Although they are always important, water rights administration and oversight are especially vital during droughts. In times of shortage, water right priority rules are supposed to determine who may divert water in a particular watershed, and how much they may take. In theory, these rules should help to prevent or resolve conflicts and allow water users to make informed decisions about the future (such as whether to pursue additional water supplies or plant permanent crops) based on the likelihood that water will be available under their priority of right. However, following these rules and other legal requirements is not always straightforward in practice. It’s not simply a matter of asking “Is there water in the stream at my point of diversion?” Instead, answering the question of whether water is legally available to a particular diverter at a particular time may require a complex analysis of water supply, water demand, water right priority, and other legal requirements. For example, there could be water users with more senior rights downstream of the location, the flow in the stream might include releases of previously stored water that the diverter has no right to take, some of the streamflow may be needed to meet instream requirements, or all of the above may be true. Effective administration and oversight can help water users understand when water is, or is not, available to them and ensure that water is diverted and used in accordance with state and federal law. Without it, law-abiding water users and water-dependent ecosystems can suffer.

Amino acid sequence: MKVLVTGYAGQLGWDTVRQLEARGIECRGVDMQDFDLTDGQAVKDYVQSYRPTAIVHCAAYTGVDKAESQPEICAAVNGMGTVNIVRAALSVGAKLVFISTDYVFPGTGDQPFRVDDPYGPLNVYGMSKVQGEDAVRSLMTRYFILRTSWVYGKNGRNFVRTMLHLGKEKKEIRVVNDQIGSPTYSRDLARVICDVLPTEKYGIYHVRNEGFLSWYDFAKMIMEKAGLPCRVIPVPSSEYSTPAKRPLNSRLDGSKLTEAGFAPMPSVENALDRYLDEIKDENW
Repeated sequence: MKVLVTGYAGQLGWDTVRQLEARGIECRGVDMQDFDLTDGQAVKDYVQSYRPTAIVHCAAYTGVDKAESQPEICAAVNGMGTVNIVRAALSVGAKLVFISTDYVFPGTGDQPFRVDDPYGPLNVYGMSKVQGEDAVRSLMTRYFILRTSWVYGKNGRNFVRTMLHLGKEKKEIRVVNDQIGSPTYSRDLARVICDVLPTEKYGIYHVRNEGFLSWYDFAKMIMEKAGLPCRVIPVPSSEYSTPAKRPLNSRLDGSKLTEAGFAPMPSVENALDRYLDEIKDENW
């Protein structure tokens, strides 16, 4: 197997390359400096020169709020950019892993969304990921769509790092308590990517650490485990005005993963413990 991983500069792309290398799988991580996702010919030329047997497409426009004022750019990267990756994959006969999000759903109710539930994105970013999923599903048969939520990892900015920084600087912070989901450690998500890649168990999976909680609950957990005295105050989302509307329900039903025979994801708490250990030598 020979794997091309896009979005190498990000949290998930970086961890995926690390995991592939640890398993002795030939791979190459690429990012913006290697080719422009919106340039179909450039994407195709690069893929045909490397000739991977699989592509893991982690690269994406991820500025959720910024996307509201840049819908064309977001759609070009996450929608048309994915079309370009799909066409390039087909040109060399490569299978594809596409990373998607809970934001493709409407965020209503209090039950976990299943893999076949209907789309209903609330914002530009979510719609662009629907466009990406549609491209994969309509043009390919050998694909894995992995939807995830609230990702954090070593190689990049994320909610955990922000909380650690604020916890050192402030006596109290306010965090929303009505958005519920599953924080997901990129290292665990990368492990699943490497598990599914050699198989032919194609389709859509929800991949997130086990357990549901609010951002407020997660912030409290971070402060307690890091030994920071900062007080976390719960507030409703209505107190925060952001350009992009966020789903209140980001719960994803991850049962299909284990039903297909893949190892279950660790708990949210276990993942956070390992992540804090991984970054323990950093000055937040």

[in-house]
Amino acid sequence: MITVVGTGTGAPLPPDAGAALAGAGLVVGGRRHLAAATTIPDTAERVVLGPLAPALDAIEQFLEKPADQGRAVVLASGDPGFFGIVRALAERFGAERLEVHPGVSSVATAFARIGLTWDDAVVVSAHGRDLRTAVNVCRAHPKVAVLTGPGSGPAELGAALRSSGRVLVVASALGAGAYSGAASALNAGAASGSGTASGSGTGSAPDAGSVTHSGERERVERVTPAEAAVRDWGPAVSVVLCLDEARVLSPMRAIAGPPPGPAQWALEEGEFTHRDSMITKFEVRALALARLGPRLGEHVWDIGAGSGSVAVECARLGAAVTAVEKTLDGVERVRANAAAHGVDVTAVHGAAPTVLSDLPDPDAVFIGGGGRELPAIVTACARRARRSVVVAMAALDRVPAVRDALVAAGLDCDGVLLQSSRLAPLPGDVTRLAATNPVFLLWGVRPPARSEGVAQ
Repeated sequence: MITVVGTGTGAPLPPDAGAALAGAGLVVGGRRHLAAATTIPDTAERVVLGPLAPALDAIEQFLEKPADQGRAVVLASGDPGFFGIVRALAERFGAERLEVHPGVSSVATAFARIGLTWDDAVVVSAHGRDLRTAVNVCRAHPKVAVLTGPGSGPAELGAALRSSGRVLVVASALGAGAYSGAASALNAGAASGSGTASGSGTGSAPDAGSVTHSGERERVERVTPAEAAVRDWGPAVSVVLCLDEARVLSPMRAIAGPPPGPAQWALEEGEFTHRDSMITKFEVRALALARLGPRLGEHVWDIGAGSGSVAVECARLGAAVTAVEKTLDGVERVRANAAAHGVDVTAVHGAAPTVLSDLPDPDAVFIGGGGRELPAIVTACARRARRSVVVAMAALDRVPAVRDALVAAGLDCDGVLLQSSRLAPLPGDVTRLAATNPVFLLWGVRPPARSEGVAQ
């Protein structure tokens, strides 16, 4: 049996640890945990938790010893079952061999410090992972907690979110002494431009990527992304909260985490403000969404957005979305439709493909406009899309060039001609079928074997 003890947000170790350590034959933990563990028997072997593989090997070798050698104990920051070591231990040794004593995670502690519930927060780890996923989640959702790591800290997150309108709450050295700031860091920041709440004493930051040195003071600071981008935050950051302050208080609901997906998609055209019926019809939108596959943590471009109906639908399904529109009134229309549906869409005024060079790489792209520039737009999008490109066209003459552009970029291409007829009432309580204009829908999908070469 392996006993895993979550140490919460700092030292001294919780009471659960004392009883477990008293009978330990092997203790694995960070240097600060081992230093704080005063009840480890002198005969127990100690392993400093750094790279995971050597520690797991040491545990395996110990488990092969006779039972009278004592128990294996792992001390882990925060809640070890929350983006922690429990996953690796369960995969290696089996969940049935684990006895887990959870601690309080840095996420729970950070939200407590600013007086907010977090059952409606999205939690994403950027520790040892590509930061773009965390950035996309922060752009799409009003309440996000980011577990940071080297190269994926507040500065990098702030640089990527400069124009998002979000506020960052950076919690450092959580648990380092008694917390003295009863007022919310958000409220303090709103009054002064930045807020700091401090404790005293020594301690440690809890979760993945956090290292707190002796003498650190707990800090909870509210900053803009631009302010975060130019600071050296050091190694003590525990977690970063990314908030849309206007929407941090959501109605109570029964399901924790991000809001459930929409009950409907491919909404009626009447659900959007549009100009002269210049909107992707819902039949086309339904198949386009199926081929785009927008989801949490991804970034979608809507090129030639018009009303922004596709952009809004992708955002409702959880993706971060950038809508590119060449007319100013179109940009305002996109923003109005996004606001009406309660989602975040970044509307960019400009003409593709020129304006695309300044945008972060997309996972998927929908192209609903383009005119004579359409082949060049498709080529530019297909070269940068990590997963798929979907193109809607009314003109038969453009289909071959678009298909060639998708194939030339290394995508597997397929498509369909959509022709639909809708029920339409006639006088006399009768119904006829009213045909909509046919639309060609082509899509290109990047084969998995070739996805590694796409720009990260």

Here are four key takeaways suggested by our historical analysis of water rights administration and oversight during the last four major statewide droughts:
#1. The Board responded differently to each drought, sometimes taking on a very active role, and sometimes taking a more hands-off approach. It used different types and combinations of drought response strategies in different droughts (see Figure 1). These strategies fall into four broad categories: (1) addressing urgent water rights requests, (2) providing oversight of existing water diversions, (3) providing oversight of water use, and (4) cross-cutting strategies. Our research suggests the Board was more active in most of these areas during the 1976–1977 drought than it was during the next two droughts (from 1987–1992 and from 2007–2009). The Board was most active in all categories during the recent 2012–2016 drought.